As Nation contributing editor Stephen F. Cohen has repeatedly warned, what makes this new Cold War even more perilous than the old one is that the dividing line between East and West, rather than running through Berlin, now runs right through the heart of Slavic civilization in Ukraine. The action has moved eastward, all the way to Russia’s doorstep.
Does anyone really believe that a 4,000-troop NATO force would be effective in thwarting an offensive by the vastly larger Russian conventional forces? Of course not. NATO’s actual motive behind the formation of the Rapid Reaction Force is to give it a pretext to build much-desired military infrastructure in Poland and the Baltics. It should be noted that, of these countries, only Estonia currently meets NATO’s required 2 percent of GDP defense expenditure. The military buildup on Russia’s borders, coupled with renewed calls for the placement of missile defense sites, is an unprecedented and, given the ongoing crisis in Ukraine, dangerous step.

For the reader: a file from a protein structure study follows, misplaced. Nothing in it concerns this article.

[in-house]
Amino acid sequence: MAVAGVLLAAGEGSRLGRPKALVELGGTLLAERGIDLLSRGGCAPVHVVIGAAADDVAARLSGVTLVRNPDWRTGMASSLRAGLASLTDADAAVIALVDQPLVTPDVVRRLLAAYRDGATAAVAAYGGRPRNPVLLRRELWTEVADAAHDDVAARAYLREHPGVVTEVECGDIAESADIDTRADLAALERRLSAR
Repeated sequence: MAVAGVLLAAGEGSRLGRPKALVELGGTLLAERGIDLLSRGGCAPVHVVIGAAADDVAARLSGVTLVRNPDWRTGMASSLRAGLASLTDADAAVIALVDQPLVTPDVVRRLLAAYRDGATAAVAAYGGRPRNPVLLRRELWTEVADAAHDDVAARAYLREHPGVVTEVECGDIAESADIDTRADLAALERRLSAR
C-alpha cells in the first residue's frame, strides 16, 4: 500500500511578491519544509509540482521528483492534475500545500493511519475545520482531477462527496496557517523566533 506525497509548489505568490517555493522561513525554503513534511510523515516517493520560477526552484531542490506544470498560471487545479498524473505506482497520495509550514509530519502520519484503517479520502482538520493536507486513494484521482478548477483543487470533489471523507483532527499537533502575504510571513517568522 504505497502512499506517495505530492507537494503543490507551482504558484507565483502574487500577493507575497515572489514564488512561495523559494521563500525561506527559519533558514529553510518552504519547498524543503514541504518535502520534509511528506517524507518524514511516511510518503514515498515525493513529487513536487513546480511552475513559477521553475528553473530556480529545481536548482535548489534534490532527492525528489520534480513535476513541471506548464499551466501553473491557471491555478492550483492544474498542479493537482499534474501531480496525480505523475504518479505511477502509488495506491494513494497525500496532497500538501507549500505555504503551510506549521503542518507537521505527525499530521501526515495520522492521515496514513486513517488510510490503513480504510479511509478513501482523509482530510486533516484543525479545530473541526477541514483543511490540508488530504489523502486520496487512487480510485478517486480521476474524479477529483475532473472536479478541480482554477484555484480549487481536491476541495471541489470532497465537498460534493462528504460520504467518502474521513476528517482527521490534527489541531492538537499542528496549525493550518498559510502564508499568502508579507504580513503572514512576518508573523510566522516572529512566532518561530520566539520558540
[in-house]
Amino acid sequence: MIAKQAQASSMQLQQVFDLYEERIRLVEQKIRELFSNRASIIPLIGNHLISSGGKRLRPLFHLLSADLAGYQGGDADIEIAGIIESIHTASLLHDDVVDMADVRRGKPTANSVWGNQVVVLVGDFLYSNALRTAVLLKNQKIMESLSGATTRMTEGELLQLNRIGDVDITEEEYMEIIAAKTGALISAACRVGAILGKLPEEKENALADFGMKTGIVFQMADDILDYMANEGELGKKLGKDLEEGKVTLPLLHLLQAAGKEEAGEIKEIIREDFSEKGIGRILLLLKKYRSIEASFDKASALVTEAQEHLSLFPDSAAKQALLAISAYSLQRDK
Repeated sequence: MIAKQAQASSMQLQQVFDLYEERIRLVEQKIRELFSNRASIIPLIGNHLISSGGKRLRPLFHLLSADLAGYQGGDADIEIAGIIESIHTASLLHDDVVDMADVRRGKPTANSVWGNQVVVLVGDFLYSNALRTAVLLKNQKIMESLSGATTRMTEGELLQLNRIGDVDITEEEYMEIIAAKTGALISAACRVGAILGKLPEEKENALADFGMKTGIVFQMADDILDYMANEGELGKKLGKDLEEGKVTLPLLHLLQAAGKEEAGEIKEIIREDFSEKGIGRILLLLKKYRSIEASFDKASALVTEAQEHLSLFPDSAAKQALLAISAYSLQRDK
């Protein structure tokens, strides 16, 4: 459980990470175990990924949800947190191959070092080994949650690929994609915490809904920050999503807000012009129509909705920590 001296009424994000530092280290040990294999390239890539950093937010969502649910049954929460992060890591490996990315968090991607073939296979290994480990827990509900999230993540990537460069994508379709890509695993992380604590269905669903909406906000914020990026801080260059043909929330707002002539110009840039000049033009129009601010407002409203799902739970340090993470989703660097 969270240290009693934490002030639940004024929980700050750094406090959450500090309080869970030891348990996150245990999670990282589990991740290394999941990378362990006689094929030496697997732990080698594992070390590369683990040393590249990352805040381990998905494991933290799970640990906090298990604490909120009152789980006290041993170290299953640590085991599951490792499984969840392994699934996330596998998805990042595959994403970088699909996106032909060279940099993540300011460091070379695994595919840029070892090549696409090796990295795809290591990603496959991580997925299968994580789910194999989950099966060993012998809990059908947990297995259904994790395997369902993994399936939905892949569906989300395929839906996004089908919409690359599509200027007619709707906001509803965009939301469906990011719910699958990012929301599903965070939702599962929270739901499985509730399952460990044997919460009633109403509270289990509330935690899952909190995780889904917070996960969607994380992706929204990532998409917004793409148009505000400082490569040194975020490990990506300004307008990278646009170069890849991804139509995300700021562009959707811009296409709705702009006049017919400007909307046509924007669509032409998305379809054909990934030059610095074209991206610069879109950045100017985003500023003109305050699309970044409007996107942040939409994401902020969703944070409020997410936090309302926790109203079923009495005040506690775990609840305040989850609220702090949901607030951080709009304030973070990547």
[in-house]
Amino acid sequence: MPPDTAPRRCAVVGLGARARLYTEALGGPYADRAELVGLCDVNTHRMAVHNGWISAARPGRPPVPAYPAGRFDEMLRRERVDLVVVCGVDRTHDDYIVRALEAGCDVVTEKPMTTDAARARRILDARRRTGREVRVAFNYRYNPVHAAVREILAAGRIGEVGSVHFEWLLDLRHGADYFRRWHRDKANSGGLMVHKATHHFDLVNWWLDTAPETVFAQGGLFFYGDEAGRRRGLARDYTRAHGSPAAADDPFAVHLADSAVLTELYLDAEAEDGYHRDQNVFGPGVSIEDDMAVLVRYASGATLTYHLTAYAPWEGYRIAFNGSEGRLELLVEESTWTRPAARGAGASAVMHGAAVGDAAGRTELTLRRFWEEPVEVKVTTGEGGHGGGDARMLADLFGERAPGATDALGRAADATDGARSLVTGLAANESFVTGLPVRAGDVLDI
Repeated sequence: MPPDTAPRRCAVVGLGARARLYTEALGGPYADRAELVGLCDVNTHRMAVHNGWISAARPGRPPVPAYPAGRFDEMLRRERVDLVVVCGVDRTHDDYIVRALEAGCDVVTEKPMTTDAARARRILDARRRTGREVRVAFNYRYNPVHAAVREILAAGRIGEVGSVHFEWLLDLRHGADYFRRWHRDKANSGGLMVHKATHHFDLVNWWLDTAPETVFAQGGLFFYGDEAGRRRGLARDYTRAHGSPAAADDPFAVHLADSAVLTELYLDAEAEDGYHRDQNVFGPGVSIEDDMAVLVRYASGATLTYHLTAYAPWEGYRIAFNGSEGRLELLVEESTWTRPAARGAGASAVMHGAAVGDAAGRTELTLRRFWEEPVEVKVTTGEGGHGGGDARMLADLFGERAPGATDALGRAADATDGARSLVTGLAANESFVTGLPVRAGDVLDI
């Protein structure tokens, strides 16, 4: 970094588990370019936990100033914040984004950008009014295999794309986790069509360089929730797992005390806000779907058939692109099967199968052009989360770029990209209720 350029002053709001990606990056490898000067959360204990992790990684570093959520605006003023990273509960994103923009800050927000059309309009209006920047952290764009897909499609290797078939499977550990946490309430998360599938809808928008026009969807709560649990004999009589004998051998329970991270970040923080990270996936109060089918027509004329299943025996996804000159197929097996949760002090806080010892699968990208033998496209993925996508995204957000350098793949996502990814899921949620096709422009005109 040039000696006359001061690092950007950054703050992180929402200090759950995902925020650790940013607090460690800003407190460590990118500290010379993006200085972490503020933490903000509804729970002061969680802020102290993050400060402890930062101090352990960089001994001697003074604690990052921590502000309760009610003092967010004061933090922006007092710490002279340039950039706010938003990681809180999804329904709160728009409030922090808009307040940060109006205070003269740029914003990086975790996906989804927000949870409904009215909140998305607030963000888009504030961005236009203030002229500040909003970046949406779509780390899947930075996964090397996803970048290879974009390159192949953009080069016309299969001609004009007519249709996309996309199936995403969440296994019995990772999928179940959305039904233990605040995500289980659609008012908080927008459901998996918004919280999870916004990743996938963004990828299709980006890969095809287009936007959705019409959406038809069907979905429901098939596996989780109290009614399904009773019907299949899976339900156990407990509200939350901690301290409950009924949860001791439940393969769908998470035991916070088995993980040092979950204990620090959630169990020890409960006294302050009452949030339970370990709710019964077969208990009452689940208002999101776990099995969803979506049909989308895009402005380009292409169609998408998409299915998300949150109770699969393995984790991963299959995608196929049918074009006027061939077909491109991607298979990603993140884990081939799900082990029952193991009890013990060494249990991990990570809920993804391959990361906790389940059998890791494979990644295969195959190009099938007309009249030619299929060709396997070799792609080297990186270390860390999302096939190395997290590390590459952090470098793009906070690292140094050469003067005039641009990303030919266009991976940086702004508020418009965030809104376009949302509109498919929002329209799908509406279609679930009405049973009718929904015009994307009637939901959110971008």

While the new force would be basically worthless in the face of a concerted Russian advance (by some estimates, Russia has amassed between 15,000–20,000 troops on its border with Ukraine), it may well encourage such virulently Russophobic NATO members such as Poland and the Baltic states, as well as NATO “partnership for peace” states like Ukraine and Georgia, to act more provocatively toward Russia than they otherwise might have in the absence of a Rapid Reaction Force. What the stationing of NATO forces on Russia’s borders actually does is institutionalize and militarize this new Cold War.